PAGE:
I have obtained good speedups using scalable allocator on various occasions in the past, but in producer consumer systems where allocations and deallocations are performed by separate task invokations (and presumably likely different threads) it can be frustrating to use due to the allocator's apparent propensity for retaining freed memory internally (it certainly doesn't technically leak it as subsequent TBB thread allocations can draw on it; however in complex systems where TBB is just used in part of a processing pipeline I often want to reclaim the store for other purposes).
Anyway, I got quite excited when I saw TBB 4.2 seemed to have a scalable_allocation_command(TBBMALLOC_CLEAN_ALL_BUFFERS,0) which looked like it might do something about this.
Attached (tbbmem.cpp) is some minimal test code.
Compiled with g++ 4.8.2 on an amd64 Debian sid using
g++ -std=c++11 -o tbbmem -march=native -O3 -g tbbmem.cpp -ltbb -ltbbmalloc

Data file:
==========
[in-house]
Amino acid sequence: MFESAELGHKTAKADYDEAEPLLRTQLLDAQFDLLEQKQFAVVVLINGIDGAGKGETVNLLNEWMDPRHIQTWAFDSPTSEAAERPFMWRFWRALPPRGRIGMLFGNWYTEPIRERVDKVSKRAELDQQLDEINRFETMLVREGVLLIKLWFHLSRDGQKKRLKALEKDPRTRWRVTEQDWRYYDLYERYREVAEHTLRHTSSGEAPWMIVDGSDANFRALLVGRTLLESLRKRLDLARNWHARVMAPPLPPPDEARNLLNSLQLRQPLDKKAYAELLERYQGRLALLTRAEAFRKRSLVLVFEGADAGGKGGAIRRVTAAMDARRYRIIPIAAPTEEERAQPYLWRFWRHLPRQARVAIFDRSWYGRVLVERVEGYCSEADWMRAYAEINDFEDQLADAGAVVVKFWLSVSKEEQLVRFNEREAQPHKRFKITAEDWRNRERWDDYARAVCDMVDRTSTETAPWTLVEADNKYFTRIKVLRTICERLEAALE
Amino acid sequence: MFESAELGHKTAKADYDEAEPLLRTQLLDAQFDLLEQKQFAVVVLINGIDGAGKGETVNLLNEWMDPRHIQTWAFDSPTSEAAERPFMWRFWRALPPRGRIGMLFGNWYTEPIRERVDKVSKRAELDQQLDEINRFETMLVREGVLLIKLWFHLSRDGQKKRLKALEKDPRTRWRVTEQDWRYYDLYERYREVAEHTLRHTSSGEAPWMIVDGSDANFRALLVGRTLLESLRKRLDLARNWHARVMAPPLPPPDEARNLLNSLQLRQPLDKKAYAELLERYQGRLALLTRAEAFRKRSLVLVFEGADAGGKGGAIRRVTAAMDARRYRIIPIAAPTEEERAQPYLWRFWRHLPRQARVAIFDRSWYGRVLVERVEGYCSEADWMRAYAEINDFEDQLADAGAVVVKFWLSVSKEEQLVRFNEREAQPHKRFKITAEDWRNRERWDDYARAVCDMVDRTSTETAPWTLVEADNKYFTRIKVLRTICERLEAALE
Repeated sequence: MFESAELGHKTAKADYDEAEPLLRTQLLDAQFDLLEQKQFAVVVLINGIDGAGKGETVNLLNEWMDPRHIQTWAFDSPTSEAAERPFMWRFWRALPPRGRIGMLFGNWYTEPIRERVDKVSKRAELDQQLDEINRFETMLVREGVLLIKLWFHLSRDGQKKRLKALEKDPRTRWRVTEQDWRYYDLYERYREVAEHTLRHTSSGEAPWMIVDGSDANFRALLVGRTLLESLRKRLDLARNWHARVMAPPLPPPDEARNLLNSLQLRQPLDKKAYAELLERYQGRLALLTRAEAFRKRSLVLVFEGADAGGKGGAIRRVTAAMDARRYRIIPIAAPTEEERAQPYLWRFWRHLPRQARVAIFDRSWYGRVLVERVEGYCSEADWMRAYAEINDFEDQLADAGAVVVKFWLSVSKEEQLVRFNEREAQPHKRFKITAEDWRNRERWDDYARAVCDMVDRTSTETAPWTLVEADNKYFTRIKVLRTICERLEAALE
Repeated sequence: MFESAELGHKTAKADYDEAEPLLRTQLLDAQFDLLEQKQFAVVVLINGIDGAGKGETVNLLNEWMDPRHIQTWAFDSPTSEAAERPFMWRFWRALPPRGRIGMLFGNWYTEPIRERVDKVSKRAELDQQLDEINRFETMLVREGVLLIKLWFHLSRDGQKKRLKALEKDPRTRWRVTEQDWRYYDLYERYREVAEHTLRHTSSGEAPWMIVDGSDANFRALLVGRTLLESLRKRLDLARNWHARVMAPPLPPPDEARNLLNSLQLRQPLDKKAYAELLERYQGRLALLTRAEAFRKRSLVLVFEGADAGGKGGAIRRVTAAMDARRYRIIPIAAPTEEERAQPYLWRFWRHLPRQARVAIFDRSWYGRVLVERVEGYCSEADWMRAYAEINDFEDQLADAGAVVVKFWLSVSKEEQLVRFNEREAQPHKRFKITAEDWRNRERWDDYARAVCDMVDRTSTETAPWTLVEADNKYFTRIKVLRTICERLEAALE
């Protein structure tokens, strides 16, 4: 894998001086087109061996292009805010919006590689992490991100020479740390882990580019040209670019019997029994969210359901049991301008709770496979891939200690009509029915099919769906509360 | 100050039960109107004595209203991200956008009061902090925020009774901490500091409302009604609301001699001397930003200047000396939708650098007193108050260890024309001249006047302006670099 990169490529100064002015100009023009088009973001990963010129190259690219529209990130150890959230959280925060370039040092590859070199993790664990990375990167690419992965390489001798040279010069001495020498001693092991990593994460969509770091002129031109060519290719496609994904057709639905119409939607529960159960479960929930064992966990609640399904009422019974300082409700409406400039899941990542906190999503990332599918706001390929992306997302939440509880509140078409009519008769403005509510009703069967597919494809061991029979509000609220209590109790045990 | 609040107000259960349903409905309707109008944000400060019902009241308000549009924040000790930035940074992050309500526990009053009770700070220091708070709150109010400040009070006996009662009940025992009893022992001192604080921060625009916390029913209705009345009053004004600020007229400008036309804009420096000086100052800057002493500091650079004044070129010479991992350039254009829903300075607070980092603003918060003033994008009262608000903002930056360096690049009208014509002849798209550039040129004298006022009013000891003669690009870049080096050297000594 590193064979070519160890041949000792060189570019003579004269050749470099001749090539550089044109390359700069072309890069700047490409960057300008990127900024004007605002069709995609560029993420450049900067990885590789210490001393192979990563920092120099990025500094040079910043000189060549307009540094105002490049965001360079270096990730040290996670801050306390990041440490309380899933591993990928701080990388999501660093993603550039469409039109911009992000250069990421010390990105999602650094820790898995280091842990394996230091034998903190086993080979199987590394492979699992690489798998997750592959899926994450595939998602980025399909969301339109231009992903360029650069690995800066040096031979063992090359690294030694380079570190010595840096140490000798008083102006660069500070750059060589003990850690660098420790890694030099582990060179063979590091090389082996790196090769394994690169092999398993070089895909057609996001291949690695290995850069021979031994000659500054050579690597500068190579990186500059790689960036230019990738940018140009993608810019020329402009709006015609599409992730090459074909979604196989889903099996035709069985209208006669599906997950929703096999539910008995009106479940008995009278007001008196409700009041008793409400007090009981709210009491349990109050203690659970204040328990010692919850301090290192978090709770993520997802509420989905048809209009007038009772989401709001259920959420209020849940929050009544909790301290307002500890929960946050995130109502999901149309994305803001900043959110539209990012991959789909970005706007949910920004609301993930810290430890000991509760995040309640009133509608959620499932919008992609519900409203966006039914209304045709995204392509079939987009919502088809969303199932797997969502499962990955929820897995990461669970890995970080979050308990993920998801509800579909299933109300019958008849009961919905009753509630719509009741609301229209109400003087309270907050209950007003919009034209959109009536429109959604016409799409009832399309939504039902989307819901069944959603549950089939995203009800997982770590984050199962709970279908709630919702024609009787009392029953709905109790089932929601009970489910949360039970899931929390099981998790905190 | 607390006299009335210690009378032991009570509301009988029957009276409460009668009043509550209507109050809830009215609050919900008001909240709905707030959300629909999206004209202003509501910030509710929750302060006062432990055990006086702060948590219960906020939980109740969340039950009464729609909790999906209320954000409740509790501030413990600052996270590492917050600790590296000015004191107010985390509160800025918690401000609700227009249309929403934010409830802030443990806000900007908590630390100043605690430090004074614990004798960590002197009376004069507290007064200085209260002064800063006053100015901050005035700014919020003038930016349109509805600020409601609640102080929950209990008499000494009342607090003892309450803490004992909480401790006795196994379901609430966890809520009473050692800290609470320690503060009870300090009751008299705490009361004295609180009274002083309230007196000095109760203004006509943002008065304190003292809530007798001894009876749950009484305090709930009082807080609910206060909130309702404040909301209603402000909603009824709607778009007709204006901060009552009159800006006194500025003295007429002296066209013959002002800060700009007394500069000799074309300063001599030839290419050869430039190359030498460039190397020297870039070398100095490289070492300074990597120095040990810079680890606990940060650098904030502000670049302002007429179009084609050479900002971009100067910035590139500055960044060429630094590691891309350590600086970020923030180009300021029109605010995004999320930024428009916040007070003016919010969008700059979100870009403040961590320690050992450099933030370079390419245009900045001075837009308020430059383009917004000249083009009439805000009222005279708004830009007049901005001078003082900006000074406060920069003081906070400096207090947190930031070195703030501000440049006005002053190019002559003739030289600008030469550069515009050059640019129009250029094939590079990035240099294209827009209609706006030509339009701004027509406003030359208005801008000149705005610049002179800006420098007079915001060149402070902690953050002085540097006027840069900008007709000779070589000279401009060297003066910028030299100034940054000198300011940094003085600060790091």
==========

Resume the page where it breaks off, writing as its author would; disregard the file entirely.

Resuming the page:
Pre-allocation: 0.0264 GByte process size
After parallel allocation: 1.87 GByte process size
After parallel deallocation: 1.87 GByte process size
After tbbmalloc clean: 1.87 GByte process size
Now I was hoping this newfangled clean command would somehow magically shrink the process size back down to where it started, but clearly not.
So: what does it actually do? And more importantly is there anything I can do to make the sort of situation which the code attached models release the deallocated core back to where it's available for other purposes?